It’s not just rape culture but sexism and misogyny that is pervasive in sports. Athletes in all professional leagues — too many to name — have been credibly accused and proven to be domestic abusers. And rather than hold these individuals accountable — just like police and law enforcement culture where domestic abuse is ubiquitous — we allow league owners to dispense sanctions on violating players for hurting their wives and partners that are more lenient than if they drove drunk or took performance-enhancing drugs.
The above excerpt is taken from an NPR interview with Deborah Epstein, a former consultant to the NFL and member of their Players’ Commission on violence. She resigned in 2018 after serving four years and attributed her decision to their inaction to rape culture and violence against women, ignoring her recommendations and those of other members of the commission. Epstein shares a story of the Leagues’s active promotion of sexist and misogynistic views and behavior in the following example: A female league representative reminded the wives at a luncheon that they should submit to sex without consent — e.g., marital rape — because of their implicit deal through their marriage to receive material security and well-being, in exchange for sex on demand by their husbands. Is it any wonder that college students are chanting “No means yes!” in college fraternities across the country?
What we can still do
Women’s rights, human rights, public health, the economy, democracy iself, the planet — these are all at stake in the 2020 US elections. Already, in Facebook groups, people are making implicit and explicit demands on me to soften my tone around the immense disappointment I have in our human race, not recognizing those demands as part of the problem that has contributed to where we are today. To help us stay on track with what we need to do and focus on, regardless of the election outcome, I’ve come up with a list of things we need to consider doing, NOW, in order to stem the tide of our impending doom.
Stop promoting sexism, racism, bigotry of any kind as “culture” or “religion.” Humans constructed those institutions and can make any excuse for bad behavior and cultural norms in order to serve individual, corporate or powerful interests. There is usually some underlying connection with hoarding and maintaining power over that entails sacrificing values of equality, justice, and freedom from violence and oppression that is at stake when artificial categories are used to delineate, limit access or opportunity.
Stop equating intellectualism, critical thinking skills, and respect for science and expert knowledge with “elistism.” Parents should be encouraging all children to build these “future of work” skills which require social-emotional learning to be placed front and center, along with academics. Children and adults who can’t use their minds to differentiate fact from propaganda because they don’t have a pulse on their own implicit bias can be just as dangerous as those who choose violence explicitly to dominate.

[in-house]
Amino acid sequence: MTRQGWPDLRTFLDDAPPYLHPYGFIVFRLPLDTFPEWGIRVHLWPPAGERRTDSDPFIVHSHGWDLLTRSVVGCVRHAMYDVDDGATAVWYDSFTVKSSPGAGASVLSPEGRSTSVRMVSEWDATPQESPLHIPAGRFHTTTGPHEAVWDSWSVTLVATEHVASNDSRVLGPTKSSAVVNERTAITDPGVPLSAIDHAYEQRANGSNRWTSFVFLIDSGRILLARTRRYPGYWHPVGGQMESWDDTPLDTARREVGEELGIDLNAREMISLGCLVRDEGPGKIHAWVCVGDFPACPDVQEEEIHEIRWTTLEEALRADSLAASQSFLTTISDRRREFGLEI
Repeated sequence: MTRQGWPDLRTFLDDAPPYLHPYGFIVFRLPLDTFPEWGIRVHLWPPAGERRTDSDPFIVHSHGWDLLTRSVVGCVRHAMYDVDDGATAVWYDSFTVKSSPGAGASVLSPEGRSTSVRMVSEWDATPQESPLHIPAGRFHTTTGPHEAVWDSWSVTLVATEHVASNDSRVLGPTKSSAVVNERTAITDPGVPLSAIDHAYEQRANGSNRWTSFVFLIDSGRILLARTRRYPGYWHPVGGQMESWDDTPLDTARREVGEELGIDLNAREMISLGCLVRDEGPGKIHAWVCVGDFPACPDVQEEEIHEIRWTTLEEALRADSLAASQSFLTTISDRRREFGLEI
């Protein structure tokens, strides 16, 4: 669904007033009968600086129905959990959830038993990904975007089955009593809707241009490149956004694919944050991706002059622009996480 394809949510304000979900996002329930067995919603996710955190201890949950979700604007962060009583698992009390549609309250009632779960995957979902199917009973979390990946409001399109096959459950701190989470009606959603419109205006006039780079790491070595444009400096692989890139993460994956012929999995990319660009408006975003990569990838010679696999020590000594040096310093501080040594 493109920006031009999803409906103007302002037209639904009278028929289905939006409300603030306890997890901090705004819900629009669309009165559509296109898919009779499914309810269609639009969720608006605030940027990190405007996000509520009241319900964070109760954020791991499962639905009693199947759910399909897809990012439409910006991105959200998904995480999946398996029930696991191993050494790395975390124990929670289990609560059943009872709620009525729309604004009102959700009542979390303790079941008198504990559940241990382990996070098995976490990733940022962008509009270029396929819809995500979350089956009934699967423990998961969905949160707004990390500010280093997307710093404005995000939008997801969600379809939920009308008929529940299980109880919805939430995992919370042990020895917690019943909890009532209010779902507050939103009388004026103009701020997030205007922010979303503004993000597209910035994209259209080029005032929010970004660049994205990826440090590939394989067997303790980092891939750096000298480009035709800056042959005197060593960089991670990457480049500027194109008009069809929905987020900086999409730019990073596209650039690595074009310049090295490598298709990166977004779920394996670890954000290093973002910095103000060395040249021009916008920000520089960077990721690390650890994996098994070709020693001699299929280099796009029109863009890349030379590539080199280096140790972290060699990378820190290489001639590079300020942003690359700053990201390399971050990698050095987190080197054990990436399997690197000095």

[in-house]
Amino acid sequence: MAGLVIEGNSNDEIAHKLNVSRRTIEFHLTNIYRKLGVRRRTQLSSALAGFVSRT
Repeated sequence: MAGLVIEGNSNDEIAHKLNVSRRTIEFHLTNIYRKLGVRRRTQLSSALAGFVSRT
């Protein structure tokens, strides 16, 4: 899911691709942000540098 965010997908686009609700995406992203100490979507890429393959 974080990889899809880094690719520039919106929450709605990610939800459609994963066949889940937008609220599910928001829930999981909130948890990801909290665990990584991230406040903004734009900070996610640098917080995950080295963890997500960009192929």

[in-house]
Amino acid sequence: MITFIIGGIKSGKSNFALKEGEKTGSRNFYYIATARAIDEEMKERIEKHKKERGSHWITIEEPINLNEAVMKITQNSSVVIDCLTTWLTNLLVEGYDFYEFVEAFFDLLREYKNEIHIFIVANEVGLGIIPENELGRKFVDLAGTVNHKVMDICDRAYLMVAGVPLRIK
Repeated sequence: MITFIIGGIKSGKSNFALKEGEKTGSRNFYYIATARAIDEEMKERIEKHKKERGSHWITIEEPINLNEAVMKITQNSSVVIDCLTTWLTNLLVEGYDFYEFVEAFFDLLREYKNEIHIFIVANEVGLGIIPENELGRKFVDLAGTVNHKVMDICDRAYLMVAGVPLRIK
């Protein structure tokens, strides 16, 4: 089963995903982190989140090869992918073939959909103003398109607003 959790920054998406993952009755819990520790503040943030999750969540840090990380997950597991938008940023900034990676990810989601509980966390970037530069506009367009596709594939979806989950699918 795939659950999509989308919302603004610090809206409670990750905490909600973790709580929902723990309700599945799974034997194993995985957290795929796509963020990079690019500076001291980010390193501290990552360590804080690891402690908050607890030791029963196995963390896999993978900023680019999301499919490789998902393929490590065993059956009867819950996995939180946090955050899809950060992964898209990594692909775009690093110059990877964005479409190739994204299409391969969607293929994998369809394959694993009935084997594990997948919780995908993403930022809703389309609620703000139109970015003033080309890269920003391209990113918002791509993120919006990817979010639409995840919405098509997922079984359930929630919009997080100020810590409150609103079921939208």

Stop gender policing our boys and telling them their worth, masculinity, and status is a function of how effectively they can use domination or violence over others to maintain power over others whom society deems weak, less than, less deserving, or feminine. This “power over” framework is the root of patriarchy, militarism, and our culture of hegemonic masculinity.
Stop telling boys athleticism is a worthy pursuit, outside of its ability to provide skills to maintain a healthy and fit lifestyle. Sports involvement should not be construed as desirable for sexual prowess status, wealth-attainment, or easy access to get “girls” or engage in sexual exploitation or violence. Athletes should be celebrated for their athletic accomplishments — without artificial interventions — not purely because they are rich and famous. If they happen to have additional qualifying traits — like using their voice to uplift the most vulnerable and disenfranchised in our society — we can and should celebrate that too.
Stop equating “inclusion and “inclusiveness” with blind acceptance into groups of people with no moral backbone or whose views and beliefs are direct threats to the safety and well-being of other members in the group. Tolerating hate is not a form of tolerance but enablement of harm.
Stop sending message to our girls and women that our worth and value is tied to our femininity, reproductive abilities, youth, attractiveness, or anything external and superficial that is not related to health and well-being. No — Kim Kardashian — or any member of her family — should not be our role model, and we shouldn’t be further enriching any individual or institution whose values and behavior are not consistent with promoting authentic equality for women, BIPOC, immigrants, and any group we have artifically deemed marginal and disenfranchised through socially-constructed definitions of hierarchal positioning.
Our planet has been telling us that our ways of being is harmful to our health, our homes, our communities, and to the long-term sustainability of human life on earth itself. We have chosen not to listen to her messages. What will it take to finally wake us all up to the fact that we can no longer ignore its call to action? I hope for all of our sakes, the disappointingly close results so far in our Presidential elections will be enough.